2024 Russian Presidential Elections


Since Friday, Russians have been called upon to vote for Putin in the presidential elections. However, although the final result of the second round is scheduled for 7 May 2024, there was little doubt that Vladimir Putin will emerge victorious and remain in power for another 6 years.  

Around 110 million Russians were expected to go to the polls this weekend, with an estimated turnout of around 74%, 6.5 percentage points higher than in the 2018 elections.  

Also, for the first time in a presidential election, an online voting system has been introduced, although it has been criticised for its lack of transparency. Moreover, the Kremlin set up voting facilities in the occupied territories of Ukraine, encouraging votes with armed men.  


This “election” is also obviously being criticised for the absence of any resemblance to democracy and consequently, for the lack of opposition to the outgoing president, as the main critics of Putin have either been arrested or are in exile outside the country. The 3 other candidates all belong to political parties close to the Kremlin.  

The latter are : 

  • Nikolai Kharitonov, 75, official candidate of the Communist Party (Russia’s second most popular party), won 13% of the vote in the 2004 presidential election. He is in favour of the war in Ukraine. 
  • Vladislav Davankov, 40, is the Deputy Chairman of the State Duma. Considers himself a liberal person, concerning the war in Ukraine says “Peace and talks. But on our terms and with no roll-back”.  
  • Leonid Slutsky, 56, is the leader of the ultra-nationalist Liberal Democratic Party of Russia. He also supports the war in Ukraine and shows himself very anti-western on Russian state TV.  



It was not a spoiler to declare Putin the winner of this “election” in advance, having emerged triumphant in 2000, 2004, 2012, and 2018 with 77% of the vote in the last. Today, estimates are approaching 88% for these elections, a victory that would put him in charge of the country for three full decades since 2000, whether as President or Prime Minister.  

We might therefore ask what the repercussions of this election might be on the political and international scene.  


According to Bryn Rosenfeld, professor at Cornell University “Russia’s presidential election is not so important as what will come after. Putin has often postponed unpopular moves until after elections”, citing for example the unpopular pension reform announced by the Kremlin 3 months after the 2018 election.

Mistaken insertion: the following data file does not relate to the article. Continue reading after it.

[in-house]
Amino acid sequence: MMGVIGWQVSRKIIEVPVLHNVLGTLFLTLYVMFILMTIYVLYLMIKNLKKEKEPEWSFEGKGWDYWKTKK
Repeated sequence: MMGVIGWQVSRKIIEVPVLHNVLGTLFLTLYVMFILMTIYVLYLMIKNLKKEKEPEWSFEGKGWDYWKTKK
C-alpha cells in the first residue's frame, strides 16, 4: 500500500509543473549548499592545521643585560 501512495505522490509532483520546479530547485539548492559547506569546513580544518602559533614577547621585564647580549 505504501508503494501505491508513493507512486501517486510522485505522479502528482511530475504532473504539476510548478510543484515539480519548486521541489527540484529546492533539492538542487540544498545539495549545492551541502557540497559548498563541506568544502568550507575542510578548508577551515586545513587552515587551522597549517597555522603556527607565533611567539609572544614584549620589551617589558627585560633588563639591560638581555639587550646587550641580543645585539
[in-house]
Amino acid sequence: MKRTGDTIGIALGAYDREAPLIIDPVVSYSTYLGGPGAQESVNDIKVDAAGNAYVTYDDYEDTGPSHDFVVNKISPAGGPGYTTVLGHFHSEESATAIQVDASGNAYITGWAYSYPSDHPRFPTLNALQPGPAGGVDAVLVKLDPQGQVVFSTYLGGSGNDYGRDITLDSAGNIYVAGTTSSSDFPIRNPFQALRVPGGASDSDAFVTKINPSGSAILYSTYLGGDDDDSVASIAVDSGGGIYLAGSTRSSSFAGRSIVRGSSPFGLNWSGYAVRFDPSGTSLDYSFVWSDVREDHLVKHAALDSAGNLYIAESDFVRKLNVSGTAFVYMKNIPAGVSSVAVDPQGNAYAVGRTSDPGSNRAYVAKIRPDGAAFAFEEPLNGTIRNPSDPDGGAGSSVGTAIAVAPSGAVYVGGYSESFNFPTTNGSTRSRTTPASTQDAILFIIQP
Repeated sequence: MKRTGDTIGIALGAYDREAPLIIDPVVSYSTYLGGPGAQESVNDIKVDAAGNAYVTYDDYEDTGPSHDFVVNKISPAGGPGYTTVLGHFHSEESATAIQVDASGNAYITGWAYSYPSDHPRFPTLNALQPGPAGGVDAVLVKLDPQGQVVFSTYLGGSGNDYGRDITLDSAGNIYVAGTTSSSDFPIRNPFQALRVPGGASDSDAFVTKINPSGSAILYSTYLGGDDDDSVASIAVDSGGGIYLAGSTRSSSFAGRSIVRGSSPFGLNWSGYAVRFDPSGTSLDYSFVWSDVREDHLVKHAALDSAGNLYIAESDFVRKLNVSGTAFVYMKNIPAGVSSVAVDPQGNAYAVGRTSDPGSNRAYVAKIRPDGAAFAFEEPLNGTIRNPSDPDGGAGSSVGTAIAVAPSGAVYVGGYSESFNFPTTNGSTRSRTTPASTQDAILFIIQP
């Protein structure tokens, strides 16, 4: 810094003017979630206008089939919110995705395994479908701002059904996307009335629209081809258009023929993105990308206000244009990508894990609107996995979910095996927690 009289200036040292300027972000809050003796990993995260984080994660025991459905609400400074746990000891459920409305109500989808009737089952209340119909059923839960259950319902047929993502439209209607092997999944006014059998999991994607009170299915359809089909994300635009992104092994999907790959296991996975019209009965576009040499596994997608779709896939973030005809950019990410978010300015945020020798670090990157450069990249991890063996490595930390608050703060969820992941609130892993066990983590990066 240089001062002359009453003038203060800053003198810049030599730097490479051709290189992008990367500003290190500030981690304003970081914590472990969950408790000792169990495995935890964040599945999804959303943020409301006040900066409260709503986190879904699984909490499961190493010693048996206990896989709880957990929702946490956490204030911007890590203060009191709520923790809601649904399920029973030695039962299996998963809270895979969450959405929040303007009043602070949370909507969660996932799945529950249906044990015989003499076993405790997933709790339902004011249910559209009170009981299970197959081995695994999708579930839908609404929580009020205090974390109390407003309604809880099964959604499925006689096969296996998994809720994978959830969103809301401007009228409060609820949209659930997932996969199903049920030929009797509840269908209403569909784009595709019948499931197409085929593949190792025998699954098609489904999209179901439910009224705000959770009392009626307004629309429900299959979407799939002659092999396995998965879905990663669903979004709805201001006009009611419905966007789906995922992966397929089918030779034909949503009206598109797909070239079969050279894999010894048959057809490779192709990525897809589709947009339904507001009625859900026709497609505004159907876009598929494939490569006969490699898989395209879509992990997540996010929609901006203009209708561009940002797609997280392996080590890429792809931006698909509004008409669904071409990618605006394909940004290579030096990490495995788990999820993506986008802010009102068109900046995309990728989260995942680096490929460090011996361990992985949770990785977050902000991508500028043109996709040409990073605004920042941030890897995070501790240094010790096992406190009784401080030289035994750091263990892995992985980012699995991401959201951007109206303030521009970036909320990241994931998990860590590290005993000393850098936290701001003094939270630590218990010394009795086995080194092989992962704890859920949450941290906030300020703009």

Today, we can expect a new wave of mobilisation. A measure that is hugely unpopular with the population, still shocked by the wave of September 2022 that resulted in numerous demonstrations and fleeing the country to avoid conscription. 

This measure could therefore reduce public support for the war in Ukraine, so it would make sense to wait until re-election before implementing anything. 


There are other concerns about the situation in Moldova because, since the start of the invasion, the country has been in the grip of several crises, particularly with the separatist region of Transnistria, where many Russian soldiers are now stationed for “diplomatic” protection. According to Christain Cantir, a Moldovan professor of international relations, these current conditions potentially give “a lot of room for escalation”. Therefore, Russia will have a strong interest in getting involved in this region, not only because of the country’s instability but also because of Transnistria’s geographical proximity to Odesa, a port city of vital importance to Ukraine.  


Butler, A. and Gregory , A. (2024). Russia elections: Everything to know about polls that will hand Putin fifth term. [online] The Independent. Available at: https://www.independent.co.uk/news/world/europe/russian-elections-2024-voting-candidates-putin-b2513681.html

Gozzi, L. and Scarr, F. (2024). What Russians are being told about Putin’s re-election. www.bbc.com. [online] 15 Mar. Available at: https://www.bbc.com/news/world-europe-68505228

Heintz, J. (2024). The drama in Russia’s election is all about what Putin will do with another 6 years in power. [online] AP News. Available at: https://apnews.com/article/putin-russia-election-ukraine-war-crackdown-f7ad48f31c83a5241526b0f62425405d

Shevchenko, V. (2024). Occupied Ukraine encouraged to vote in Russian election by armed men. www.bbc.com. [online] 13 Mar. Available at: https://www.bbc.com/news/world-europe-68535301

Arno Beaume

Arno Beaume

I have a keen interest in the areas of international relations and the foreign policies of great powers, with a particular emphasis concerning international diplomatic negotiations and conflict resolution. I also have a daily habit of keeping up with world news for the past few years, making it a natural choice for me to delve into writing about these global events.

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